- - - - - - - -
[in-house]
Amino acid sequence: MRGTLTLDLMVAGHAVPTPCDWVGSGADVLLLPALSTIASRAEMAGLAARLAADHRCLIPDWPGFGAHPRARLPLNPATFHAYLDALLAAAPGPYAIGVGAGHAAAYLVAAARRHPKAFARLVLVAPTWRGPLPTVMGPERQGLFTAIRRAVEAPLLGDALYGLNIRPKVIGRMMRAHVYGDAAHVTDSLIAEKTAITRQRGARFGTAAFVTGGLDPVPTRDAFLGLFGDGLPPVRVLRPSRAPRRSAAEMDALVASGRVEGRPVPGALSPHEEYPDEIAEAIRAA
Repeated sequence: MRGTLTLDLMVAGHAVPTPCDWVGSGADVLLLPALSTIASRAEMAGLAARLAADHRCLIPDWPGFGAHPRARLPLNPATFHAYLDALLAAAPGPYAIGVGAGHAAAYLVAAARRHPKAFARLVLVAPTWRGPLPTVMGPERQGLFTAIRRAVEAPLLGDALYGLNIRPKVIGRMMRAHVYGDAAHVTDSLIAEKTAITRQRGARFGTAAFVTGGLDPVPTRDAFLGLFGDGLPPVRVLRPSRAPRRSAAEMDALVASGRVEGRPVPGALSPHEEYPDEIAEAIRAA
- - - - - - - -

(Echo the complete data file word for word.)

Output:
[in-house]
Amino acid sequence: MRGTLTLDLMVAGHAVPTPCDWVGSGADVLLLPALSTIASRAEMAGLAARLAADHRCLIPDWPGFGAHPRARLPLNPATFHAYLDALLAAAPGPYAIGVGAGHAAAYLVAAARRHPKAFARLVLVAPTWRGPLPTVMGPERQGLFTAIRRAVEAPLLGDALYGLNIRPKVIGRMMRAHVYGDAAHVTDSLIAEKTAITRQRGARFGTAAFVTGGLDPVPTRDAFLGLFGDGLPPVRVLRPSRAPRRSAAEMDALVASGRVEGRPVPGALSPHEEYPDEIAEAIRAA
Repeated sequence: MRGTLTLDLMVAGHAVPTPCDWVGSGADVLLLPALSTIASRAEMAGLAARLAADHRCLIPDWPGFGAHPRARLPLNPATFHAYLDALLAAAPGPYAIGVGAGHAAAYLVAAARRHPKAFARLVLVAPTWRGPLPTVMGPERQGLFTAIRRAVEAPLLGDALYGLNIRPKVIGRMMRAHVYGDAAHVTDSLIAEKTAITRQRGARFGTAAFVTGGLDPVPTRDAFLGLFGDGLPPVRVLRPSRAPRRSAAEMDALVASGRVEGRPVPGALSPHEEYPDEIAEAIRAA